Le Mur Des Canuts is mural created by art collective CitéCréation in 1987 and is located on the Boulevard des Canuts. It remains one of CitéCréation's major works and the huge fresco depicts a neighbourhood of silk workers who rebelled against working conditions in the 1800s. Playing with perspective and creating various optical illusions, at 1200m² the piece is one the largest trompe-l'oeil murals in Europe. Find out more about the Le Mur des Canuts and other Lyon murals here.
7. La Maison aux 365 Fenêtres
The Brunet house is known by the Lyonnais as La Maison aux 365 Fenêtres (The House with 365 Windows). Built around 1810, the building does indeed have 365 windows and they represent each day of the year, there are also 4 main entrances to represent the seasons and 52 apartments with chimneys for the number of weeks in the year.
The house was built by a Mr Brunet from Savoie. During the Canut uprising in the Croix-Rousse in November 1831, which saw Lyonnaise silk workers revolt after a minimum price for silk was not agreed to by manufacturers, the house was nicknamed the “Fortresses du Peuple” (Fortress of the People), as workers occupied the building.
8. La Cité des Étoiles
Part of a series of Avant Garde housing complexes, La Cité des Étoiles (City of Stars) is in the town of Givors. Built from 1976 to 1982, it was created as a protest against the anonymity of high-rise public housing that was common in France at the time. Rather than an imposing tower block, the 207 apartments descend in a series of triangles from a crown of five and six-pointed stars, allowing each unit to be unique.
The full star formation can only really fully be appreciated from a bird’s-eye-view, although there are various viewing points near the complex. Built by architect and town planner Jean Renaudie, the complex and many others in Lyon have become a piece of 20th century architectural heritage.
9. Place Bellecour
La Place Bellecour is a large square in the centre of Lyon and is one of the largest open squares in Europe. As part of a UNESCO World Heritage Site, it plays a big part in the city’s annual 4-day Fête des Lumières (Festival of Light) celebrations, an event that takes place in December each year which expresses gratitude to Mary, mother of Jesus.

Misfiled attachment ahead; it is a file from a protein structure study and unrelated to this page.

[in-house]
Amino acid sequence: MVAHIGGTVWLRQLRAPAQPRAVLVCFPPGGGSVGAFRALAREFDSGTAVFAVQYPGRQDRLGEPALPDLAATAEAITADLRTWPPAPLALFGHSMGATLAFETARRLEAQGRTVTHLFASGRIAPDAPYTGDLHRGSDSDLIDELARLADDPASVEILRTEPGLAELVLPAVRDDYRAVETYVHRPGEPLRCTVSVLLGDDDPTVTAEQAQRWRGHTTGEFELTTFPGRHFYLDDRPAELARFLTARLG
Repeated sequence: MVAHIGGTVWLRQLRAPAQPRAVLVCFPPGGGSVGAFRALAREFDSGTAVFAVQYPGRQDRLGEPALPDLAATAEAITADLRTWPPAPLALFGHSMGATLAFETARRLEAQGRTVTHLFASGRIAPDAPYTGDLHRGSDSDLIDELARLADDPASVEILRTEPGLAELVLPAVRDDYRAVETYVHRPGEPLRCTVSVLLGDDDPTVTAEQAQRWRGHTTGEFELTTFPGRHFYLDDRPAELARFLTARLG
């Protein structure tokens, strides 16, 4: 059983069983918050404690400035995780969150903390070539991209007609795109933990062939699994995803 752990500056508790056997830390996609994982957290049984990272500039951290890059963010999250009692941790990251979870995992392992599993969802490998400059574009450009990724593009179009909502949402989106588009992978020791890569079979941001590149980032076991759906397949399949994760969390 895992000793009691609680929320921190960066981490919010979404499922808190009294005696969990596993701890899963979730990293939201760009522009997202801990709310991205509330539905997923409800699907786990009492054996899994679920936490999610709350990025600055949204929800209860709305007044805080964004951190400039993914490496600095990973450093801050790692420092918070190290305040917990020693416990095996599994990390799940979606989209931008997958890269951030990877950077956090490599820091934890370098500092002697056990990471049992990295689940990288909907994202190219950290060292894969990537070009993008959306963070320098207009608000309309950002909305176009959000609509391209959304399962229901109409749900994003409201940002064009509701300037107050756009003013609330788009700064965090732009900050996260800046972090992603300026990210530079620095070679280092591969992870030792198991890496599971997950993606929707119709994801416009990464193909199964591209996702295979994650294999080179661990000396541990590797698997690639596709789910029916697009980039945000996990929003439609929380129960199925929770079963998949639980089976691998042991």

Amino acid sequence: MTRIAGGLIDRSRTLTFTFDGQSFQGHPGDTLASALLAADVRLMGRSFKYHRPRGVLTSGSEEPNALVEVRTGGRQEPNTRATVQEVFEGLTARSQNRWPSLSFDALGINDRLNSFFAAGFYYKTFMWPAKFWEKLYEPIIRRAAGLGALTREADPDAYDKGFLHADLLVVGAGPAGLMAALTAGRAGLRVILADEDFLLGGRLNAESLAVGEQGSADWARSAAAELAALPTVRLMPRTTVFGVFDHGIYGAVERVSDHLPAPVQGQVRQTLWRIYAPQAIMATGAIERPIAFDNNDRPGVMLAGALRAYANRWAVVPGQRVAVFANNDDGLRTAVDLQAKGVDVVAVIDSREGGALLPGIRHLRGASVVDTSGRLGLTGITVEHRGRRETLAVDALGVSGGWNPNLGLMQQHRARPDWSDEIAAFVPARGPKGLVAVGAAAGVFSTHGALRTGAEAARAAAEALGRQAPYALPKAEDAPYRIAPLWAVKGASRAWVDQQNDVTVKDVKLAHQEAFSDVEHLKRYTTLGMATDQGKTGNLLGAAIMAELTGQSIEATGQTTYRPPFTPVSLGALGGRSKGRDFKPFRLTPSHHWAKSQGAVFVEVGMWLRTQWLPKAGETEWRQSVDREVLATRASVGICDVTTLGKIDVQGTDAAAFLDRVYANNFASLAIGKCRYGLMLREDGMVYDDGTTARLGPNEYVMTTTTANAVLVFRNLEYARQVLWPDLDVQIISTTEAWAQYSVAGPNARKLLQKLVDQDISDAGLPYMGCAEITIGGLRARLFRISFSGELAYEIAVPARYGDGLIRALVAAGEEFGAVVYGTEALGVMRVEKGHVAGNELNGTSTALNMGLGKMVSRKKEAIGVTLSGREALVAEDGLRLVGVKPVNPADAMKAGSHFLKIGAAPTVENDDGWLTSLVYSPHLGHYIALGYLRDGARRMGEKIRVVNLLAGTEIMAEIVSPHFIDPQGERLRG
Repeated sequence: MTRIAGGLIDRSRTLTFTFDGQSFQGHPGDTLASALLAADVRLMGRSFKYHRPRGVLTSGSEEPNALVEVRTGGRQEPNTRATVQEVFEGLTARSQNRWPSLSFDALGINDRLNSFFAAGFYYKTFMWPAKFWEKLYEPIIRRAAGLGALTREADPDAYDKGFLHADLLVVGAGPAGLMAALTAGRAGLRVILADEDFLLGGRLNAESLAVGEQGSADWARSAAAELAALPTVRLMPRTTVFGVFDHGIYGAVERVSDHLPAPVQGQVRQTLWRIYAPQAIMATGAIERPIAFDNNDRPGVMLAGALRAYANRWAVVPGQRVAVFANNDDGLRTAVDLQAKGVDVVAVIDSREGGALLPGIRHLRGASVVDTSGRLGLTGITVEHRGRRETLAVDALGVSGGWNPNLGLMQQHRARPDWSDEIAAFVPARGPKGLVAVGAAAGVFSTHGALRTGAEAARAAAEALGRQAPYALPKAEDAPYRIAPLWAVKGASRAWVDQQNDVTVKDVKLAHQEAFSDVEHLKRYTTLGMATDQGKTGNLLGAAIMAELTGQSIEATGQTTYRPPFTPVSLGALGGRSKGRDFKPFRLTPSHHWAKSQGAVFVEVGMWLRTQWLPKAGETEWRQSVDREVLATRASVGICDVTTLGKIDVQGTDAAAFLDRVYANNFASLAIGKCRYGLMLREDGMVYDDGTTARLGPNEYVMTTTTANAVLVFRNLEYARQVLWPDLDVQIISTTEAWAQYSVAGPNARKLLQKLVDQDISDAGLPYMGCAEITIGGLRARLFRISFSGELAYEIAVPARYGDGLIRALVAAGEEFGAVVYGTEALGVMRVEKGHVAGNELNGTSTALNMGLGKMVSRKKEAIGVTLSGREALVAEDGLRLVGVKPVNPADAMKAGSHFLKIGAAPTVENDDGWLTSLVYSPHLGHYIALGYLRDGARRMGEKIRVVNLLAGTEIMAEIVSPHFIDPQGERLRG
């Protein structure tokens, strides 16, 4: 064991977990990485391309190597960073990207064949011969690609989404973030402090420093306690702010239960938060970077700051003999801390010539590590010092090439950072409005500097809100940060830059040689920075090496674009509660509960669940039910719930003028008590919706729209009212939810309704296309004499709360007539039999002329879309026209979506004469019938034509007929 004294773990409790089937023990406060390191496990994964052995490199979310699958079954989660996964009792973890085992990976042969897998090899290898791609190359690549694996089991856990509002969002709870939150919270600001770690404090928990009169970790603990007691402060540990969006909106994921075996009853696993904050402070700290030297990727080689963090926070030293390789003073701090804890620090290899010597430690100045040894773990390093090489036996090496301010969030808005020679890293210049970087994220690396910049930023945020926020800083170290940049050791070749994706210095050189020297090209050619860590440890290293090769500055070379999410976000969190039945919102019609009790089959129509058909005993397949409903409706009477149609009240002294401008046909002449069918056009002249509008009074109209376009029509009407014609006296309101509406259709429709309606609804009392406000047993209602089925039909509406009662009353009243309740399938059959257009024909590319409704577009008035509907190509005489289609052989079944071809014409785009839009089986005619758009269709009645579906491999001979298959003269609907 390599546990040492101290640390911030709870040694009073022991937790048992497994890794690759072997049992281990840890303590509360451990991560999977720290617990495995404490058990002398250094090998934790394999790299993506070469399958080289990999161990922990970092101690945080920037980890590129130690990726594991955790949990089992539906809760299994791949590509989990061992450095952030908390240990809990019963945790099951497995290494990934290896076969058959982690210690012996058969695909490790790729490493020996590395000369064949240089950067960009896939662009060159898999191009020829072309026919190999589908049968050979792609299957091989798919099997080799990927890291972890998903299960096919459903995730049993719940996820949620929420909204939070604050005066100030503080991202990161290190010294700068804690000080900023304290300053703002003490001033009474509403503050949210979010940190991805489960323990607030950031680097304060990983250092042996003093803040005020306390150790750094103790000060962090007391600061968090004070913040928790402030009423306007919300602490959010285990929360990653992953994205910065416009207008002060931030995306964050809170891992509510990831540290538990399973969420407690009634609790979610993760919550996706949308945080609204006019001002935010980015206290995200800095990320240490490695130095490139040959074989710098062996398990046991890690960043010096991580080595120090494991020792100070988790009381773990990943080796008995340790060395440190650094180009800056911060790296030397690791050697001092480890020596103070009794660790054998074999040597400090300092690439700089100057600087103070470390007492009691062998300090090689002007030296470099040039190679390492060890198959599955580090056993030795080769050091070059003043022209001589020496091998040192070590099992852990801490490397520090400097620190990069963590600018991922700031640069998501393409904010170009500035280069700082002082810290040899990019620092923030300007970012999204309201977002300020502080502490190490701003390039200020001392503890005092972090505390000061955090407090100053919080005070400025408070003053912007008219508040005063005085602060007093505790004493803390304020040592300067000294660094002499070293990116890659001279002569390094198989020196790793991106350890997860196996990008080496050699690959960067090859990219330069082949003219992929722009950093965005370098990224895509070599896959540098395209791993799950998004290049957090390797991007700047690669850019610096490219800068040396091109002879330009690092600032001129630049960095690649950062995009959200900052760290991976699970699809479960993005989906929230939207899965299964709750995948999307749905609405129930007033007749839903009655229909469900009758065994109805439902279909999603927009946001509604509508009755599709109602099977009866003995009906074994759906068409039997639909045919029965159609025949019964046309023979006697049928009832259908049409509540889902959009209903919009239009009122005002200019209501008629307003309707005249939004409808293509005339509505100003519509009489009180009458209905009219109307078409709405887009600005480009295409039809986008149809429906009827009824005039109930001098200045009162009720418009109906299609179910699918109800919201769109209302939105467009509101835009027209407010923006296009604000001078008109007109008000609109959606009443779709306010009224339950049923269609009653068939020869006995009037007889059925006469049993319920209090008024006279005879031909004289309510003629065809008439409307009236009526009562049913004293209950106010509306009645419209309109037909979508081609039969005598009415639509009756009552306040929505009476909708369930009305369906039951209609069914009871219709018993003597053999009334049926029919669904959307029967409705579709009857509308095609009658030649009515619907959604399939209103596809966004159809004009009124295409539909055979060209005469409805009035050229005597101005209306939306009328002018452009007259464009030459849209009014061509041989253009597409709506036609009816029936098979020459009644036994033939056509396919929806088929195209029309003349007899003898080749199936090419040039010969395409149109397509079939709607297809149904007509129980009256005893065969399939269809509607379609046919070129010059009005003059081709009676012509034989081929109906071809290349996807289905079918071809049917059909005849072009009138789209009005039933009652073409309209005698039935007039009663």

Traditionally, every Lyonnaise house places candles along the outside of their windows and the festival plays host to other activities based on light, which involves the creative community coming together to create light installations and sculptures. Below is a taster of 2017’s showcase, which provided visitors with an illuminated walk through nature.
10. Traboule de la Tour Rose
A traboule is another word for a covered passageway that normally cuts through houses or streets, and Lyon is filled with them. Fortunately for visitors, Lyon’s traboules are open to the public, meaning the city’s hidden and colorful history can be discovered if you know where to look.
Each traboule is different in both color and architectural styles and La Tour Rose, is one of Lyon’s most remarkable. Located in Vieux Lyon, the entire courtyard is painted in pastel pinks and ochre tones and is dominated by an elegant rose-colored Renaissance watchtower that houses a spiral staircase. This particular traboule is also known for housing King Henry IV for a few days in 1600 after he married Marie de' Medici and celebrated in the Cathedral of Place Saint-Jean nearby.